A recent shooting at Annnie’s Bar and Grill sparked a heated debate at the Corktown Residents and Buisness Association’s (CRBA) meeting on April 5 as residents discussed how they stand to be affected by the state of the local bar.
On April 3, 27-year-old Julian Weekes had been shot and killed outside of Annie’s, a bar located at Queen and Parliament and a number of Corktown residents consequently raised concerns about the neighbourhood’s safety.
While most residents in attendance believed that the local bar and its clientele are not currently making a positive impact on the neighbourhood, what should or can be done about the situation was up for debate.
Some residents suggested the CRBA push the city to close the local bar down the next time its liquor license is up for renewal. Others advocated in favour of pushing the proprietors to improve the façade, believing a better public image would attract less destructive behaviour.
Others advocated for a more unique approach to the issue. Representatives from Peaceflame, a fledgling organization dedicated to fostering community through the healing power of public bonfires, spoke up in favour of redirecting violent energy into other activities.
CRBA president Michele Cummings committed to bringing the neighborhood’s concerns to Deputy Mayor Pam McConnell’s attention, and will be meeting with the councillor this May after conferring with the CRBA to develop a better understanding of the issue.
“I think we need to have some discussions with people who are more versed in what can be done to make the street better,” said Cummings, “There are mental health issues, drug issues, etcetera, and some of the people in the CRBA have more experience in these fields.”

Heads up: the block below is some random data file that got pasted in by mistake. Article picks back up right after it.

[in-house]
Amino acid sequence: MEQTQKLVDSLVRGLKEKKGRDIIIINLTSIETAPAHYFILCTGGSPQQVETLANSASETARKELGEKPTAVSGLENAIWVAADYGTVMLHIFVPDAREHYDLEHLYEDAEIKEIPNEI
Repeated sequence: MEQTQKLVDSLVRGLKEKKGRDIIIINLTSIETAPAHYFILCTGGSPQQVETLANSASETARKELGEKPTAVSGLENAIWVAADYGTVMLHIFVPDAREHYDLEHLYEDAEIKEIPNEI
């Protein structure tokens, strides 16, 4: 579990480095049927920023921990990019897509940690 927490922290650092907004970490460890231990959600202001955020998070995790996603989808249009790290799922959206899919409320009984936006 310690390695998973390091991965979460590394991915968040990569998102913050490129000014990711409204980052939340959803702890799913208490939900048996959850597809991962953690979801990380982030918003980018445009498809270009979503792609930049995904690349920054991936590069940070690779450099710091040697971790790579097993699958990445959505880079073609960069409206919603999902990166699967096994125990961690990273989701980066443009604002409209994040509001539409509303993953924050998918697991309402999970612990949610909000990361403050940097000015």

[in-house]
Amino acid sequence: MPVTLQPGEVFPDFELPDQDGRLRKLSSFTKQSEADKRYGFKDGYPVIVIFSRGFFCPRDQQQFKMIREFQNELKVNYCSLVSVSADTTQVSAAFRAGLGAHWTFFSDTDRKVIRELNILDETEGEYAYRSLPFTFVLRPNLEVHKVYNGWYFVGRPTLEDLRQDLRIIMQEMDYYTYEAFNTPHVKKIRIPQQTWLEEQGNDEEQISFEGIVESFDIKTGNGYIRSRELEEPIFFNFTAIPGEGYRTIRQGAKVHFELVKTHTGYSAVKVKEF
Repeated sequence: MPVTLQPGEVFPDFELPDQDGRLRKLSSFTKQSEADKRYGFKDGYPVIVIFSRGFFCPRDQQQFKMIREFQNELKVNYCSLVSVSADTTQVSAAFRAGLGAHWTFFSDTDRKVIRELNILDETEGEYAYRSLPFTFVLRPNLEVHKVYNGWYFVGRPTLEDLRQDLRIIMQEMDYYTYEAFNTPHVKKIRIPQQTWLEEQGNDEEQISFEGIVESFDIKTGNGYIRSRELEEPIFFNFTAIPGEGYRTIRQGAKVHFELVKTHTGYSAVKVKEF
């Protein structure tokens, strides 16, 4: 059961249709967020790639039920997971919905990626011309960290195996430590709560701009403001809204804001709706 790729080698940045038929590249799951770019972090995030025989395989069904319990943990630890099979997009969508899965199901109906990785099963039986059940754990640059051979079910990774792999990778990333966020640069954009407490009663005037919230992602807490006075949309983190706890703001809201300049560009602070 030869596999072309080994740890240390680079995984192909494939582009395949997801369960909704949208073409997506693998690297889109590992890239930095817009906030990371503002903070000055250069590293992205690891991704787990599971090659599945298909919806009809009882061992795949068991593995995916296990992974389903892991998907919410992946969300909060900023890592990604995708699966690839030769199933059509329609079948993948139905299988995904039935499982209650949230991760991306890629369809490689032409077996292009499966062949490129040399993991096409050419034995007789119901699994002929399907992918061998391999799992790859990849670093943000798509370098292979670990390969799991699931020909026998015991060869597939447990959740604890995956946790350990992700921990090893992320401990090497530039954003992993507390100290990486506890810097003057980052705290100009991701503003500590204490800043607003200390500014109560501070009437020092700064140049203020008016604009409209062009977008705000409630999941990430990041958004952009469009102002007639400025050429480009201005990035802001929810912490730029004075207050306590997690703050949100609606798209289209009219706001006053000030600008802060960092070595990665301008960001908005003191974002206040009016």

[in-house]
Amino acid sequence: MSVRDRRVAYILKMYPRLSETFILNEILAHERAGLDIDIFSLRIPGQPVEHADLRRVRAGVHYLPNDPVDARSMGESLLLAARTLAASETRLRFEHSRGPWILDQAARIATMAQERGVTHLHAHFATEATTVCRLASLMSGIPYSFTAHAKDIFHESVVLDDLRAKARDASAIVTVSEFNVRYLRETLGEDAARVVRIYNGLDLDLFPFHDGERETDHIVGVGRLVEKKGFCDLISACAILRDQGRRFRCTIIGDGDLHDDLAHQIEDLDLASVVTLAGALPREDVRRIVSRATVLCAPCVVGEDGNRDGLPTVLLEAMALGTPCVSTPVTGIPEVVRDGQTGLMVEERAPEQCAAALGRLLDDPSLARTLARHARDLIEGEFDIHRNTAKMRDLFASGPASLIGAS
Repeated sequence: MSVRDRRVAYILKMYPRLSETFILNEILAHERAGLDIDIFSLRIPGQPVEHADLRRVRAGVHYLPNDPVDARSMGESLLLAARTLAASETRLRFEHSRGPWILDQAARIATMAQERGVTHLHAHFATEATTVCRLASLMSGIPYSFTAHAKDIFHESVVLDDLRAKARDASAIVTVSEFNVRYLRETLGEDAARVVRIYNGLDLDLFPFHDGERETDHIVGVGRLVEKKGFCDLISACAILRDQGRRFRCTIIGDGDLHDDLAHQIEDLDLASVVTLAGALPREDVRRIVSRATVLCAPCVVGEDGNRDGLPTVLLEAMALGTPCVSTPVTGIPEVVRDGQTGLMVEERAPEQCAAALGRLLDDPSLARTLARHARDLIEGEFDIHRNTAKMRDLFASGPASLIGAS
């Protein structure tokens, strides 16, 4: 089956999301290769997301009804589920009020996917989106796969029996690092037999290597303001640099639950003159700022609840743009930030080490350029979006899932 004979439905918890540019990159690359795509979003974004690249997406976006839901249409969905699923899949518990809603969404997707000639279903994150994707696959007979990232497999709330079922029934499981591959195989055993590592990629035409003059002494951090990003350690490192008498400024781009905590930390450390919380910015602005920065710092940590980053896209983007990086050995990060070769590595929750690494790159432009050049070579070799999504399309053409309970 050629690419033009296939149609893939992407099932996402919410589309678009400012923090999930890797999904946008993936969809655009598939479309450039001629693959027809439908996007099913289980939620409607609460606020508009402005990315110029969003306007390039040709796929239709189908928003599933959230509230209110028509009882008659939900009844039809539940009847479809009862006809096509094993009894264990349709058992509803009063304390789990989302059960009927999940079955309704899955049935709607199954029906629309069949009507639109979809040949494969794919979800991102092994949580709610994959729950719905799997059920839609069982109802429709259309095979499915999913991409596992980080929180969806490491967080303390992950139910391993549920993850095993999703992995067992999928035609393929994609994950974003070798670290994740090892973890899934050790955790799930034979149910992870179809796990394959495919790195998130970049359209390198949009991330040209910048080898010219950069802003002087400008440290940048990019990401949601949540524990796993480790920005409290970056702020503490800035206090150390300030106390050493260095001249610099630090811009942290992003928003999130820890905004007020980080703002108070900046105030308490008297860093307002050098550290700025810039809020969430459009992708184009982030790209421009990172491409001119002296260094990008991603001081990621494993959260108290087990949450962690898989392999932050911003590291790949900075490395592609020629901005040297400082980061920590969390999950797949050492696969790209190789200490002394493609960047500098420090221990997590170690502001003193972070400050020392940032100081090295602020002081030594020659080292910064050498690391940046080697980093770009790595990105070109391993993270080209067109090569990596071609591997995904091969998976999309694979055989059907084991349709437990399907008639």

The post Pan Am Games plans for the Pan Am Path, the multi-use “living path” extending across Toronto, were also on the CRBA’s agenda. According to Friends of the Pan Am Path lead curator Devon Ostrom, the initiative plans to move away from “big festival-type things” and focus more on permanent fixtures, organized bike rides and notably, improved infrastructure.
“We’re looking at a pilot project that would explore crowdsourced data, specifically to improve trail accessibility for those who have diverse nobility needs,” said Friends of the Pan Am Path executive director James Meers, “This would be potentially something we could expand across the entire 80 kilometer trail.”
The project would use volunteers to rate the accessibility of different segments of the Pan Am Path and ultimately, if the city accepts this project as a viable means to gather data, they aim to create a sort of “accessibility map” of the path.